If you pay by credit or charge card online, your transaction will be protected by the Fair Credit Billing Act. Under this law, you can dispute charges under certain circumstances and temporarily withhold payment while the creditor investigates them. In the event that someone uses your credit card without your permission, your liability generally is limited to the first $50 in charges. Some companies guarantee that you won’t be held responsible for any unauthorized charges made to your card online; some cards provide additional warranty, return, and purchase protection benefits.

Print or save records of your online transactions, including the product description and price, the online receipt, and the emails you send and receive from the seller. Read your credit card statements as you receive them; be on the lookout for charges that you don’t recognize.

Don’t email any financial information.

Email is not a secure method of transmitting financial information like your credit card, checking account, or Social Security number. If you begin a transaction and need to give your financial information through an organization’s website, look for indicators that the site is secure, like a URL that begins https (the “s” stands for secure). Unfortunately, no indicator is foolproof; some fraudulent sites have forged security icons.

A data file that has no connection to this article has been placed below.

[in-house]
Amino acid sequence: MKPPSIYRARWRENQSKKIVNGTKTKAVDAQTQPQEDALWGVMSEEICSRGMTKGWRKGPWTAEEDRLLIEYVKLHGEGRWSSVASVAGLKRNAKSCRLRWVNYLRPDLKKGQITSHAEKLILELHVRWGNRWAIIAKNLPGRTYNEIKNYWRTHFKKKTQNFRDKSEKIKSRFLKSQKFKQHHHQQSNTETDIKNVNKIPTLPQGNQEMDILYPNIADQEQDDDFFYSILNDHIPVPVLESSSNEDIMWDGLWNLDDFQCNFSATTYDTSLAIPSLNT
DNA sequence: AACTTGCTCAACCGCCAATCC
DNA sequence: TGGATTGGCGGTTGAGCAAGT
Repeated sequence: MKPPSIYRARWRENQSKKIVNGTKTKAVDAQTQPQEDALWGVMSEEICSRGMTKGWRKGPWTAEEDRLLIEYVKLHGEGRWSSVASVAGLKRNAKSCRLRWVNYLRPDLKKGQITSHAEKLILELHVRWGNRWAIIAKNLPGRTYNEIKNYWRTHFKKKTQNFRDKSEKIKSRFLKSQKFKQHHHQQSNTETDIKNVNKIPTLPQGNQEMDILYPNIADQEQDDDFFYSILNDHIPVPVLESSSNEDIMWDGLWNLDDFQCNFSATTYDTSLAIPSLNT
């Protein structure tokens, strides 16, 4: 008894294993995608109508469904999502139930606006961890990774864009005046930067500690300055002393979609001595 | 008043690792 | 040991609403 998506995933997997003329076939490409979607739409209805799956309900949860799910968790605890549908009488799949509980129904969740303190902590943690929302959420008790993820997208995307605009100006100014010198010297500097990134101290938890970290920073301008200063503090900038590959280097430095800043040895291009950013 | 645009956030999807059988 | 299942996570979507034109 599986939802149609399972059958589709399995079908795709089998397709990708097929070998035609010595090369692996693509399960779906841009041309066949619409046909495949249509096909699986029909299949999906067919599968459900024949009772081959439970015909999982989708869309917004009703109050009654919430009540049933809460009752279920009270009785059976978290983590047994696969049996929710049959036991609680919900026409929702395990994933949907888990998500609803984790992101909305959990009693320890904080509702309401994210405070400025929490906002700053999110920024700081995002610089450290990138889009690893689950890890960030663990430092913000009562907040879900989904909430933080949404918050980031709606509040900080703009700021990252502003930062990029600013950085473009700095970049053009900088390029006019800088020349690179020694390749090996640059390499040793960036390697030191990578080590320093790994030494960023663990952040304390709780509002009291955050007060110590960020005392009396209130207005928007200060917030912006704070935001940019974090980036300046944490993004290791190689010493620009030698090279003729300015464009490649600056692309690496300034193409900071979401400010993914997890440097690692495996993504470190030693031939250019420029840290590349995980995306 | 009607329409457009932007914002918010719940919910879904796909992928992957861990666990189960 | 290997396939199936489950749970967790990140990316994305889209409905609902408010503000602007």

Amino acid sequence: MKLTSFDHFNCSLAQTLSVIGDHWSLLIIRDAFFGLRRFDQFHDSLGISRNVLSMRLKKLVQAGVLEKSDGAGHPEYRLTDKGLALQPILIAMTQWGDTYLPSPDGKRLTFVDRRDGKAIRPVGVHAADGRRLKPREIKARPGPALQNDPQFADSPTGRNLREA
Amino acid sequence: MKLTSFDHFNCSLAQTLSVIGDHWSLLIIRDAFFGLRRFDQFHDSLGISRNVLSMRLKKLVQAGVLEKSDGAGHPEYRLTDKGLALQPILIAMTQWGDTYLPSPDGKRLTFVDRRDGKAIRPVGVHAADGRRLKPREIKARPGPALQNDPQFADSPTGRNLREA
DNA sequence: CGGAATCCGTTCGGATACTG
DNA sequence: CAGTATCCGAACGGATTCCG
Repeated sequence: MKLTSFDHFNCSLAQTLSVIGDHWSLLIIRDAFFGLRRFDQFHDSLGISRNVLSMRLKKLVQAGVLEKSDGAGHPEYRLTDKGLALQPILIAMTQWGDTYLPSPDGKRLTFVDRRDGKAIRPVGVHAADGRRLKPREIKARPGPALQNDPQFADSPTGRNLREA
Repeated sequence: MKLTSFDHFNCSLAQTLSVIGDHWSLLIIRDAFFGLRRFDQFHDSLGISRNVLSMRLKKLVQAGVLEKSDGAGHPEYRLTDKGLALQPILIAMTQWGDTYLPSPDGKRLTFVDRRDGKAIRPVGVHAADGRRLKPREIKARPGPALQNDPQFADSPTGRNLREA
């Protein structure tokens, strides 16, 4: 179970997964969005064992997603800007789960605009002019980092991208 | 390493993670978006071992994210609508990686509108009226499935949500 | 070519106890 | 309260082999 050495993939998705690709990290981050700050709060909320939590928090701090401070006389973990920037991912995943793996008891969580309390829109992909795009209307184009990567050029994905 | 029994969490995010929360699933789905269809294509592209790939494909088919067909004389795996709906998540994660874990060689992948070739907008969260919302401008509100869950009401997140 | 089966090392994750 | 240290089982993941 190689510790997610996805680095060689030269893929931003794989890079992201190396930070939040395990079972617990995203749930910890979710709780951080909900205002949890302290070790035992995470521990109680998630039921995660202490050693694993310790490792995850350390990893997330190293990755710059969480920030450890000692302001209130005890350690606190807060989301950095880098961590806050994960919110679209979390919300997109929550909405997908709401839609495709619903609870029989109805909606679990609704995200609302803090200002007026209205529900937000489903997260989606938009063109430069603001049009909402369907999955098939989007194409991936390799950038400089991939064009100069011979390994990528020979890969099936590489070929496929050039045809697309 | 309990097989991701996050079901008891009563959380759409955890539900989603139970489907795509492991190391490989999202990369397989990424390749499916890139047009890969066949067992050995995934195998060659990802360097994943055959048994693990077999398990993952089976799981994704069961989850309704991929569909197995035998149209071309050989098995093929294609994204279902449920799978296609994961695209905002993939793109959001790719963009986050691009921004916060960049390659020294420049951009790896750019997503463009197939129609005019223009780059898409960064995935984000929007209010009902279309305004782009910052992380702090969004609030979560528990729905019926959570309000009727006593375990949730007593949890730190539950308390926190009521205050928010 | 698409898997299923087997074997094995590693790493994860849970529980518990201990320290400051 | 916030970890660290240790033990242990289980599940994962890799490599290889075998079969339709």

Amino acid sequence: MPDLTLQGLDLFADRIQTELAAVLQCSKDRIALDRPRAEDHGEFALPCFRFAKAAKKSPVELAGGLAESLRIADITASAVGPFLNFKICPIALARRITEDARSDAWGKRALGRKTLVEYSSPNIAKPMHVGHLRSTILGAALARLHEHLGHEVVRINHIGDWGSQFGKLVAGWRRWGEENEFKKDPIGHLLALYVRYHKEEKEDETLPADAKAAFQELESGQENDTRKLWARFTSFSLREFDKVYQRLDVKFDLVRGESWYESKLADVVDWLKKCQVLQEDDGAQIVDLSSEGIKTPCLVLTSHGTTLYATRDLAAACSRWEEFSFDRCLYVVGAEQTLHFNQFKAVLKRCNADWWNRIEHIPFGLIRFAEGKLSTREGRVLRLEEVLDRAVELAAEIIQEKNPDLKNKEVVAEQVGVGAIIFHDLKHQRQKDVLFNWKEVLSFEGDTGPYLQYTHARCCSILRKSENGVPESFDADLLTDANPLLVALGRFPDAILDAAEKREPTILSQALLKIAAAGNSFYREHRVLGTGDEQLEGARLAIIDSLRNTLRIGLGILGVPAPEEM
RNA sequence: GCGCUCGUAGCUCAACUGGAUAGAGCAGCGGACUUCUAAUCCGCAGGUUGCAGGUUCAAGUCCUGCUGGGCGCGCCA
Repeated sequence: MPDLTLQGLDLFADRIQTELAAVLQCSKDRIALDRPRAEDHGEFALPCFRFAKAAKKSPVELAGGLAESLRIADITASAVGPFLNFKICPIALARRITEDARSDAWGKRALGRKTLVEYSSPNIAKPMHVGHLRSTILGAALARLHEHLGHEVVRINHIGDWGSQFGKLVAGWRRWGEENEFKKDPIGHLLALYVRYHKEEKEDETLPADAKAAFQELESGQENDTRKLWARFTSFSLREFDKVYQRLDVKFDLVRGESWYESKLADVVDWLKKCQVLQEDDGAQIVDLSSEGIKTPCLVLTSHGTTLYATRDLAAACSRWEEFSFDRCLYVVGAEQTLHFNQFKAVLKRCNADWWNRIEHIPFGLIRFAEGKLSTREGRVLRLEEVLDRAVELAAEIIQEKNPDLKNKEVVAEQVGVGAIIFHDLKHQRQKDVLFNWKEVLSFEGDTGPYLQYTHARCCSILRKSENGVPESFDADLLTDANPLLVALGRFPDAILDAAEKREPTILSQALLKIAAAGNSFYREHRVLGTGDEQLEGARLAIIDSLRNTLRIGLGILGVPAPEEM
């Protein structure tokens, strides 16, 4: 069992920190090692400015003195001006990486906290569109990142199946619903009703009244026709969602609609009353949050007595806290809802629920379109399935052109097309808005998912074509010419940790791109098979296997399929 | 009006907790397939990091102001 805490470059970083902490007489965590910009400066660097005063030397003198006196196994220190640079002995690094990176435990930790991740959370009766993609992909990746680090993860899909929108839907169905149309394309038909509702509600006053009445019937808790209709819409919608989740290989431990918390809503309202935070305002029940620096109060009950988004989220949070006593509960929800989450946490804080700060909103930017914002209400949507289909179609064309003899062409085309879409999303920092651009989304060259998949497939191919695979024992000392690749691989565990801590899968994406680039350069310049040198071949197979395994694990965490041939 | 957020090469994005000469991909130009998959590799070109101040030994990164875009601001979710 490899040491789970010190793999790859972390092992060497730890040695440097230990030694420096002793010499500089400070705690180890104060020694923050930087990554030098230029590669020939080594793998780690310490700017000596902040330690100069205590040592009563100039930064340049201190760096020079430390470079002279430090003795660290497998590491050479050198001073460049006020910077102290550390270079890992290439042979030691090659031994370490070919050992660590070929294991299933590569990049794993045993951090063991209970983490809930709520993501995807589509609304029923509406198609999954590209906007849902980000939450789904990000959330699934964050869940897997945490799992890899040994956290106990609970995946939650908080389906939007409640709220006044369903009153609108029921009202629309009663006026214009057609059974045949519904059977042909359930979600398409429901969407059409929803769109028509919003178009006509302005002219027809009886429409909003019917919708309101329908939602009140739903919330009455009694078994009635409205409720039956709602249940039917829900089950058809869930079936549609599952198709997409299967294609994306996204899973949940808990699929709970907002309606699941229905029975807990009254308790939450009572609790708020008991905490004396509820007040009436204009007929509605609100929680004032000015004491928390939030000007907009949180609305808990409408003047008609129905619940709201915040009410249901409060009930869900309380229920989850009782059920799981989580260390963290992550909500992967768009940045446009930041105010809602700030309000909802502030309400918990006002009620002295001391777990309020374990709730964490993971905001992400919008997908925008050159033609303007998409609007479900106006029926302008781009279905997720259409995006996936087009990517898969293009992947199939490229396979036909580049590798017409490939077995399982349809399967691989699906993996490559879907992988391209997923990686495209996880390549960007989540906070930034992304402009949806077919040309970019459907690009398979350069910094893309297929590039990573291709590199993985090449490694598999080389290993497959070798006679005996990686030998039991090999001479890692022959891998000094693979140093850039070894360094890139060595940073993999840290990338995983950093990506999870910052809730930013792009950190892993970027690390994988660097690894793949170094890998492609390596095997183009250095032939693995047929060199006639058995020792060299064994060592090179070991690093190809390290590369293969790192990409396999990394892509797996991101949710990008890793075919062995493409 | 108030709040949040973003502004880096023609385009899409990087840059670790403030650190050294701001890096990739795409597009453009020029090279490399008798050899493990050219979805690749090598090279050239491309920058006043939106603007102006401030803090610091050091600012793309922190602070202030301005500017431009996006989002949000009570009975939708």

Check the privacy policy.

Really. It should let you know what personal information the website operators are collecting, why, and how they’re going to use the information. If you can’t find a privacy policy — or if you can’t understand it – consider taking your business to another site that’s more user-friendly.

How to Report Online Shopping Fraud

If you have problems during a transaction, try to work them out directly with the seller, buyer, or site operator. If that doesn’t work, file a complaint with:

  • Your financial institution
  • The Federal Trade Commission at www.ftc.gov/complaint
  • The state Attorney General, using contact information at naag.org
  • Your county or state consumer protection agency. Check the blue pages of the phone book under county and state government, or visit consumeraction.gov and look under “Where to File a Complaint.”
  • The Better Business Bureau

Additional Resources